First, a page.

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USAID, NASA Cooperate On Development


The International Space Station is seen in this view from the space shuttle Discovery. "Technologies for NASA missions have long improved life here on Earth," said NASA Administrator Charles Bolden.

Intent on harnessing technology to help solve international development challenges, the heads of the two agencies signed a five-year memorandum of understanding on collaboration.

The United States Agency for International Development, or USAID, is the lead development agency implementing United States development efforts through field-based programs and projects around the world. The National Aeronautics and Space Administration, or NASA, is the U.S. government agency dedicated to space exploration, scientific discovery and aeronautics research, and thus has a broad experience with Earth science research, development of Earth science information products, and technology applications. Both are leaders in their respective fields. By working together, they hope to help ease some of the most difficult problems in the developing world.

Intent on harnessing technology to help solve international development challenges such as food security, climate change, water, energy and environmental management, the heads of the two agencies, NASA Administrator Charles Bolden and USAID Administrator Dr. Rajiv Shah, signed a five-year memorandum of understanding on collaboration.

Through this partnership, said Dr. Shah, the two agencies "can apply the latest, cutting-edge technology to deliver meaningful results for people in developing countries in areas like health, food security and water. It's a prime example of our efforts to use the power of science and technology to tackle today's pressing development challenges."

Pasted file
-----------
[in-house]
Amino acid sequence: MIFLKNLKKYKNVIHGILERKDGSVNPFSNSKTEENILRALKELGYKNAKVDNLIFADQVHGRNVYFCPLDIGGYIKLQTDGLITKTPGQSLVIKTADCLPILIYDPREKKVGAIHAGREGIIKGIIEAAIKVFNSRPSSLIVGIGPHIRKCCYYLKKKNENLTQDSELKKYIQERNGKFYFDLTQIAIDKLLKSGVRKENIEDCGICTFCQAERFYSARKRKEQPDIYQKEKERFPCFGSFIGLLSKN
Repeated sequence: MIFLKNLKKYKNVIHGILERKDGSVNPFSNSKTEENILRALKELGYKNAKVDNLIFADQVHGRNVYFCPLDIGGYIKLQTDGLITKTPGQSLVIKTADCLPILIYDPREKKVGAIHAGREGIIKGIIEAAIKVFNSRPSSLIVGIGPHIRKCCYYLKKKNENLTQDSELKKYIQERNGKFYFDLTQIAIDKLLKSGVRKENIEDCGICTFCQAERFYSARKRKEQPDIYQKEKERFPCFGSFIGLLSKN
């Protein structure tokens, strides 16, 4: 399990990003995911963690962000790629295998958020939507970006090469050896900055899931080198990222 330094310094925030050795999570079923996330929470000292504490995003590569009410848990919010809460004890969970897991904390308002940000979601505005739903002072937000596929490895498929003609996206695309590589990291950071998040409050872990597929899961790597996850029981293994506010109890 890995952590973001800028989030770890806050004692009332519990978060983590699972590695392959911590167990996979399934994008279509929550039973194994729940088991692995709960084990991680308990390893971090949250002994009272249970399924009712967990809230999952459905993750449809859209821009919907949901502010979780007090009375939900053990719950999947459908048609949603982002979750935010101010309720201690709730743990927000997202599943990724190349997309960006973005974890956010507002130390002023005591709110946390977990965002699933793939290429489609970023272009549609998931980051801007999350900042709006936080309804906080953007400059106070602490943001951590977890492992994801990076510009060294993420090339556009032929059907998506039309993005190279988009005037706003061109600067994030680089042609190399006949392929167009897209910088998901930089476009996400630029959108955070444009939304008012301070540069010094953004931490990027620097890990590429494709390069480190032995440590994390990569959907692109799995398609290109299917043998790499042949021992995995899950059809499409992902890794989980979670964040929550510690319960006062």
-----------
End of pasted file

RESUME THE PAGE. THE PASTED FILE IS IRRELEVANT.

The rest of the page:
Since 2003, NASA and USAID have worked together developing and expanding the SERVIR program, which uses satellite imagery to generate maps and other visual depictions of land change. Satellite imagery can be used to assess long-term erosion damage; speed aid to disaster areas; or help us understand the degree to which floods would affect a country's infrastructure and agriculture.

That is exactly how the technology was used last year in Pakistan, where disastrous floods damaged a third of the country and displaced over a million people.

USAID and NASA will also jointly support education programs such as GLOBE, or Global Learning and Observations to Benefit the Environment. GLOBE is a world-wide, hands-on science education program for primary and secondary students.

"Technologies for NASA missions have long improved life here on Earth," said NASA Administrator Charles Bolden. "Together with USAID, we'll meet even more sustainable development challenges here on the ground, solving problems for the world community. As we explore space, we'll also be exploring solutions to important health, nutritional and safety challenges in developing countries."

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